MONGOLOID CAGE MATCH - Jed Whitey (High Beam)

Before I cast a verdict on Jed Whitey’s Mongoloid Cage Match CD, I must make mention of the fact that he (a former Melbourne resident, but living in Sydney) has had to travel to Melbourne to obtain a CD by a Perth–based band, whose CD is released through a record label based in New South Wales. A strange state of affairs for which no blame will be attributed.

Having seen Jed Whitey live, during their first Sydney tour at the legendary Excelsior Hotel, earlier this year, I was quite impressed with this high-energy guitar rock outfit in the flesh. How do they measure up on a full-length album?

Judging by "Mongoloid Cage Match" (which follows their "Alrighty" 7" and "Superfly Bigmuff" CDEP) the band appears to draw upon a range of influences such as AC-DC, KISS, Motorhead, Dead Kennedys, The Stooges, MC5, Dead Boys, Ramones, Dictators, Hellacopters, Gluecifer, etc.

"Mongoloid Cage Match" features 10 tracks in total and nine original compositions. It opens with "Are you ready to hate us". This song proves to be a killer opening track, with plenty of sharp rhythm and quite slashing and shredding lead guitar work, with the rhythm section working flat to the floor and mighty busy.

What follows are diversions and excursions into (1.) Hardcore punk/metal: "My own Private Altamont", "Yes? No!" and "We used your record as a beer coaster", (2.) Tasty Detroit inspired garage rock: "I’m OK, you’re fucked", "I am Spasticus" and (3.) Big hair stadium rock: "My Band's Better Than Your Band" (and here’s some news, boys: The Onyas already used a similar line, years ahead of you) and "One Trick Pony". The one non-original song is the band's relatively unique take on Devo’s "Uncontrollable Urge".

For some rock 'n' roll fans it might appear that Jed Whitey are a quite self-assured young band - and they should be considering the high standard of musicianship attained throughout "Mongoloid Cage Match". With the rhythm guitar work consistently unshakeable (like the rhythm section) and the lead guitar work equally consistent and at times stunningly amazing, they have a lot going for them.
Bassist-vocalist Louis Dunstan's voice and attitude therein is at times reminiscent of Gluecifer vocalist Biff Malibu which is probably quite a feat.

However, this reviewer perceives self-assurance as overconfidence as evidenced (in particular) by some of the aforementioned song titles. Much of the lyrical content would seem, to me, to be written by those with a maturity level, not far developed past early teen years. (Such a perception probably arises from the reviewer listening to music that is not garage rock and written by well matured, soulful singer/songwriters).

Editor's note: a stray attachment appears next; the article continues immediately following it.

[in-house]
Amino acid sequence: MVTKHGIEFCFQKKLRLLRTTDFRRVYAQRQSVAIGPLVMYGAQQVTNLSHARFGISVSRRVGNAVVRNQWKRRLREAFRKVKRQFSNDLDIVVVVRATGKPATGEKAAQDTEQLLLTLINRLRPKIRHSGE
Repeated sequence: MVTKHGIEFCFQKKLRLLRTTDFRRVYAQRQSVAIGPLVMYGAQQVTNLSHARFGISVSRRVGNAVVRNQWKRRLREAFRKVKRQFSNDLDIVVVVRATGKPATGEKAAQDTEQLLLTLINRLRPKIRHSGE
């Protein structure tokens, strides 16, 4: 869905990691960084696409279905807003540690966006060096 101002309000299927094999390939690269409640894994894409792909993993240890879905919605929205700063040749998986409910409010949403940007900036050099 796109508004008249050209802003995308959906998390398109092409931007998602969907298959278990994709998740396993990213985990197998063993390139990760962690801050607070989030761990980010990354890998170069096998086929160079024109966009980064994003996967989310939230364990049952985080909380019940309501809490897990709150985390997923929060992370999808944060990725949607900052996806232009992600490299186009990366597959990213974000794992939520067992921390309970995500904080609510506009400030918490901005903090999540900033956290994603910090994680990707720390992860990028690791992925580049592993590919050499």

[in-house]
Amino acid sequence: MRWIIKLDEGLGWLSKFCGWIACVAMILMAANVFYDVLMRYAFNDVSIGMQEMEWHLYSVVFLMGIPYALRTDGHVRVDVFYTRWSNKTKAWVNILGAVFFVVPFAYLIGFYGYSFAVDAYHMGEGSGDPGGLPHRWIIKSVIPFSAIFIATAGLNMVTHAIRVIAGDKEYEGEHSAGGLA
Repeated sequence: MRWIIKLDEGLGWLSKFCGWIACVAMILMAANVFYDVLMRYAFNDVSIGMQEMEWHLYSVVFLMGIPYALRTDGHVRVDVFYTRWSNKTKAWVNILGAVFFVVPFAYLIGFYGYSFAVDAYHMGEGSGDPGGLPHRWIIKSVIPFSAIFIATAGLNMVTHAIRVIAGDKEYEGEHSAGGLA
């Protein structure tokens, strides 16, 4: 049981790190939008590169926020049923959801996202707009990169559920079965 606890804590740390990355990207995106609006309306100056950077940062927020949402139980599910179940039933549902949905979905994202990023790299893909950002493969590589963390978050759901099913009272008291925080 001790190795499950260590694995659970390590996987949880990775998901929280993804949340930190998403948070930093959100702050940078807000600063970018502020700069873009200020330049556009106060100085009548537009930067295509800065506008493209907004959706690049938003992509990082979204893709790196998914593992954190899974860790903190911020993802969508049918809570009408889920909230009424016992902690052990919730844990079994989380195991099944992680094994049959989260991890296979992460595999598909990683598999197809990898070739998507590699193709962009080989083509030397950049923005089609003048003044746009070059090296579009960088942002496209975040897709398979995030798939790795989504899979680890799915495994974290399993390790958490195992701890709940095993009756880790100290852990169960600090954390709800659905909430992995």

Despite these thoughts on "Mongoloid Cage Match", Jed Whitey have proven themselves without doubt the best high energy guitar rock group to emerge from Perth for quite some time. - Simon Li


It's loud and dirty and bombastic and childish and I love it.

"Mongoloid Cage Match" - in its unmastered, pre-release form - lobbed in the Bar about a year before its official release and it's been a constant favourite on the shitty car sound system. Now its mastered version is here and it's bouncing out of the proper sound system speakers like foam out of an epileptic's mouth midway through a really bad attack. Few local bands (these guys are from Perth) have managed such a high-energy, in-your-face, full-length debut.

Musically, Jed Whitey manage to mix in the best bits of speed metal, hardcore, punk and Detroit and produce a riff-packed package of laugh-a-minute, guitar gross-out. The lyrical themes consciously border on silliness but the playing is top shelf with the rhythm section in particular deserving mention.

"Cage Match" is packed with the sort of offhanded insults that a younger Leyton Hewitt used to bandy about to occasionally upset the country's disabled population ("I Am Spasticus"). Alternating between cocky bragging ("My Band is Better Than Your Band") or fuck you put-downs (the 20-second long "The Butler Did It" - an inspired piece of anti-hippy commentary) this truly is an album with something to upset everyone. Ultimately, though, they're taking the piss out of themselves, as only great bands can. And their cover of Devo's "Uncontrollable Urge" fits better than you might expect.

It's not isolated from the style of vulgarity that the Hard Ons used to peddle (and it's fitting, then, that Ray Ahn should contribute the cover art.) You don't like it? These guys undoubtedly give as much of a flying fuck as the Hard Ons did when the mainstream music press called them sexist yobbos - proof that Perth and Punchbowl are not far apart. For mine, though, where some Hard Ons long players were fleshed out with filler (and the boys flirted a little too closely with h*avy m*tal), the energy levels of the Whiteys never slacken. Production leaves 'em for dead, too.

This is a disc that deserves a wider audience. Fuck 'em if they can't take a joke. - The Barman



1/4

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